Gwern is apparently familiar with more quoting styles than I, because no style I'm familiar with allows quote marks of any kind for something that isn't a direct quote.

Don't single quotes normally indicate paraphrasing?

No. Quotes, single or double, normally indicate quotation, or a few other things such as the use-mention distinction, but never paraphrasing.

Under some quoting styles, yes, they do. But no quoting style is so prevalent that this alone decides the question.

I was taught that single quotes are nested inside double quotes and vice versa, the default being double, but that they're otherwise equivalent.

[-][anonymous]8y 0

Maybe you're thinking of scare quotes or glosses, but they're normally restricted to single words or short phrases.

[-][anonymous]8y 7

I strongly dislike the word rational / rationality as labels for what we try to do here, because of its unfortunate Straw Vulcan connotations. Strangely, it seems to me that despite the very similar etymology, those connotations are much weaker in the words reasonable and reason. (For example, I would never think of telling someone I'm giving advice about romance “the most rational thing for you to do is [bla]”, but I have no problem with saying “the most reasonable thing” or “the thing that would make most sense”.)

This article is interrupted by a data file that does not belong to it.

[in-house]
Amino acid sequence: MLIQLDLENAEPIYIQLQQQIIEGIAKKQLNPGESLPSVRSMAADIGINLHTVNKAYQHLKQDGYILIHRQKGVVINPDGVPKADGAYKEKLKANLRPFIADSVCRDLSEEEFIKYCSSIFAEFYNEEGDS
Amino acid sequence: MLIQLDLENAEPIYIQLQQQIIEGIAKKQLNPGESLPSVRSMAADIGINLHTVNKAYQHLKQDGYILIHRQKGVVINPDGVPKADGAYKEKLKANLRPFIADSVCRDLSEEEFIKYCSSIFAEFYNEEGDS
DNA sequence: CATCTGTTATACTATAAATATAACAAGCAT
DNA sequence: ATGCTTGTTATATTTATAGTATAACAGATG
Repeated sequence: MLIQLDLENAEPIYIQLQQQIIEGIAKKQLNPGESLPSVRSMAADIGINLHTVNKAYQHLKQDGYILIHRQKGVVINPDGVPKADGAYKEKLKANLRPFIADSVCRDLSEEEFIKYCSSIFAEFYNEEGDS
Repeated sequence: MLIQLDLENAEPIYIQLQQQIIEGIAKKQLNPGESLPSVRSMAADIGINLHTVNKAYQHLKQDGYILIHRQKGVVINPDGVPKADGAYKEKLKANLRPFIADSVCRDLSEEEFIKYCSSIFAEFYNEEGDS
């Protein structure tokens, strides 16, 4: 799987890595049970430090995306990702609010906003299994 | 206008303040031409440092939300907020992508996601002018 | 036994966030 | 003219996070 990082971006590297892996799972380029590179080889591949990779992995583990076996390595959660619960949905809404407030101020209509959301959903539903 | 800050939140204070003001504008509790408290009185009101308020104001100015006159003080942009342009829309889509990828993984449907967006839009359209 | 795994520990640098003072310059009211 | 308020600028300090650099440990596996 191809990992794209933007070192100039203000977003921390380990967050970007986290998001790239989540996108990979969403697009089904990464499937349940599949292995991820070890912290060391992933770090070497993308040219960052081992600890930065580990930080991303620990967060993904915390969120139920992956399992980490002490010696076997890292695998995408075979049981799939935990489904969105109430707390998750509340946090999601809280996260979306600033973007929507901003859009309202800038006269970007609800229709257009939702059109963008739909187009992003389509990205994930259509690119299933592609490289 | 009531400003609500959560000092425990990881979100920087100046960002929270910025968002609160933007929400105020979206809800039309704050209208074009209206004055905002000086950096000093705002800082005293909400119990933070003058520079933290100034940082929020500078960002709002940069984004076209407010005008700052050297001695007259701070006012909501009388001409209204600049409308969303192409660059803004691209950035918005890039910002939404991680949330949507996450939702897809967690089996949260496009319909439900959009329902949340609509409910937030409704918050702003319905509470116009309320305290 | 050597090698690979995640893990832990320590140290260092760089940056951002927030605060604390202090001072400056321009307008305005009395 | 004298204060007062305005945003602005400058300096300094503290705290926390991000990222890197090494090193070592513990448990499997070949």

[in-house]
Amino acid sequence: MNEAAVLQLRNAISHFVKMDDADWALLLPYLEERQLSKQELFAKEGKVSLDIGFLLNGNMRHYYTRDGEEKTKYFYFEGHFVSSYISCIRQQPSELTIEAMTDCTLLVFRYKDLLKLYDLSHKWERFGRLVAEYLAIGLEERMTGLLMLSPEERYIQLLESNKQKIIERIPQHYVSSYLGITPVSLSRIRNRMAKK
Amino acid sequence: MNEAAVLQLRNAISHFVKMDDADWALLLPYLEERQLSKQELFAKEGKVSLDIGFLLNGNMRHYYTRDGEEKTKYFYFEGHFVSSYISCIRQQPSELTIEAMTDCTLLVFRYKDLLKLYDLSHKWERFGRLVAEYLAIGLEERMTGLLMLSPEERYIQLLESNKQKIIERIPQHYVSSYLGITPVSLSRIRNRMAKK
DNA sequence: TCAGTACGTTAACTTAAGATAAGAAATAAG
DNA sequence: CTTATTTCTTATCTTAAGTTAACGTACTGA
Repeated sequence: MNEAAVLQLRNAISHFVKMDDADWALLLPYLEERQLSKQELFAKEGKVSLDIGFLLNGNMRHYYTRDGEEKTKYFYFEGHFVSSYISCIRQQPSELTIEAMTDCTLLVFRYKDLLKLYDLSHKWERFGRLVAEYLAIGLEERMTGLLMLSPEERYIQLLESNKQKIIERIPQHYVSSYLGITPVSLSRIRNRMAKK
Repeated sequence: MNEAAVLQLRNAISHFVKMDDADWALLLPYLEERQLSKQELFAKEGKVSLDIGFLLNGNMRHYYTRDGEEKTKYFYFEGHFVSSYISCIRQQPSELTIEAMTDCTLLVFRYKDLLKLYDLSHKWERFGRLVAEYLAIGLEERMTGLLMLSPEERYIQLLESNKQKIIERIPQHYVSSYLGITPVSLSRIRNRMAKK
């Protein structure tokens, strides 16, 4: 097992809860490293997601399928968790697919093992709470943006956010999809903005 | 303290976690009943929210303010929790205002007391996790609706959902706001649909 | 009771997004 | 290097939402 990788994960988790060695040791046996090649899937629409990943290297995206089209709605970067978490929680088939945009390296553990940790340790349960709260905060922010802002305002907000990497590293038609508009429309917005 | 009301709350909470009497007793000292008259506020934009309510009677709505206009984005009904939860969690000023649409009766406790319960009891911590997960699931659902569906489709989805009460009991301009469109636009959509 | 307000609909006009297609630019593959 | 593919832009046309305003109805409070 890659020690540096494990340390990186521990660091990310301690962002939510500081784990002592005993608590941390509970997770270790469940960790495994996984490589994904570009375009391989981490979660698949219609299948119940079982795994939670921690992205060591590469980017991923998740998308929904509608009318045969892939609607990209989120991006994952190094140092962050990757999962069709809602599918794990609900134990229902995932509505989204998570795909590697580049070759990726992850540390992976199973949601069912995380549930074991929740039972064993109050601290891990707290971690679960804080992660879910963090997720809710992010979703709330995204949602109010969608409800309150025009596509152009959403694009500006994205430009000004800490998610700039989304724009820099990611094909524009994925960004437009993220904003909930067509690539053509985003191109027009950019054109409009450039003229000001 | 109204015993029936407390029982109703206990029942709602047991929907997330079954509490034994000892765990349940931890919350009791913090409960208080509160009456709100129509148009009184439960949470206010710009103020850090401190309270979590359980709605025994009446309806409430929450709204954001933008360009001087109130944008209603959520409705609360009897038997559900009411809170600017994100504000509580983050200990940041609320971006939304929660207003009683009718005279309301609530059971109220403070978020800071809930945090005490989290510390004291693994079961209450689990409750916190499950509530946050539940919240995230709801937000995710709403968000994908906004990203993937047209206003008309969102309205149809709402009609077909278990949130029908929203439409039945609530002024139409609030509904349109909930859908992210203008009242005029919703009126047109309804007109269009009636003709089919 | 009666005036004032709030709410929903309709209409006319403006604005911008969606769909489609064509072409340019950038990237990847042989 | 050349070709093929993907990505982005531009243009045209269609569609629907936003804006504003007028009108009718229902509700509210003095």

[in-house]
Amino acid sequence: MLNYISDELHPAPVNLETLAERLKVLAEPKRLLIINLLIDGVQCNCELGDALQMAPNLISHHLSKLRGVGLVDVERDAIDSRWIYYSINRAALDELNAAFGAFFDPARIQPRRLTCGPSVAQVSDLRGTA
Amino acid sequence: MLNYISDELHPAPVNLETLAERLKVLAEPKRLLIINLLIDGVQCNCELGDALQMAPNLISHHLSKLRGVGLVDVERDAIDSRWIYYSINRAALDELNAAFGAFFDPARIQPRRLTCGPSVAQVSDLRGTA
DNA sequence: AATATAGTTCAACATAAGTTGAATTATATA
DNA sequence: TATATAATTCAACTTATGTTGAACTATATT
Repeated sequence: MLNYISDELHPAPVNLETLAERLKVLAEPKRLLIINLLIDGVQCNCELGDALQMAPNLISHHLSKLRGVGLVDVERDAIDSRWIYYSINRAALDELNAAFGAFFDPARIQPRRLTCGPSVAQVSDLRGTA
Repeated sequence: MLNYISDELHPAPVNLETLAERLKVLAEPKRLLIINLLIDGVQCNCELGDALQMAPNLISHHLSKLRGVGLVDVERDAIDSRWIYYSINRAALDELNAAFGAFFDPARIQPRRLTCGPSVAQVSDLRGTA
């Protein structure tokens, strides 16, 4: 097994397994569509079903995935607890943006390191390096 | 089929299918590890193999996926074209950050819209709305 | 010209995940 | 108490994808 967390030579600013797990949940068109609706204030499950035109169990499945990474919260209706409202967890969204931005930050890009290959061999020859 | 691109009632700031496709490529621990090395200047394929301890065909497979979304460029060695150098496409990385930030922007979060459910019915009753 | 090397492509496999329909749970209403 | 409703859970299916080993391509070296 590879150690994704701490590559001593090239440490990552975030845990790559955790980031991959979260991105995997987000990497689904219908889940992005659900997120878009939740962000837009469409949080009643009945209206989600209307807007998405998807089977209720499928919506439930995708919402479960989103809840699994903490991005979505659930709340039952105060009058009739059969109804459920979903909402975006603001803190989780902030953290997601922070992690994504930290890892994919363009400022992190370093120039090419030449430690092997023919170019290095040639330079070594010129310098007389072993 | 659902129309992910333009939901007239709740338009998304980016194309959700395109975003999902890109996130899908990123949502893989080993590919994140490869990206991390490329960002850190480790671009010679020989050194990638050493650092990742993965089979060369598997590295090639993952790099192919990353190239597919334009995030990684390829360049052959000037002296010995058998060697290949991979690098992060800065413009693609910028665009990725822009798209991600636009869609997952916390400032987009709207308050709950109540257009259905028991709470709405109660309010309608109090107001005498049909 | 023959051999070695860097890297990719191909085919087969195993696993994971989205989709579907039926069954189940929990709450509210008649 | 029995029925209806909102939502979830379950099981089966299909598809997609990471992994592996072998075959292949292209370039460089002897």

I'd suggest to replace the last word in LessWrong's tagline from rationality to reason; would that have any drawbacks I can't think of?

Different connotations than those of "rational," but still some unfortunate ones: Reasonable means amenable to common sense, not absurd or shocking, not extreme, not controversial, etc.

[-][anonymous]8y 1

EY does use “sane”/“crazy” to mean ‘LW::rational’/‘LW::irrational’ somewhat often, which has those connotations to a much larger extent.

[-][anonymous]8y 0

Well, if we wanted something with no connotations at all, we should go with something like “Bayesian decision-theoretical”, but a tagline like “A community blog devoted to refining the art of applied Bayesian decision theory” wouldn't sound as good. :-)

I know this is tongue-in-cheek, but I'm reminded of the twelfth virtue: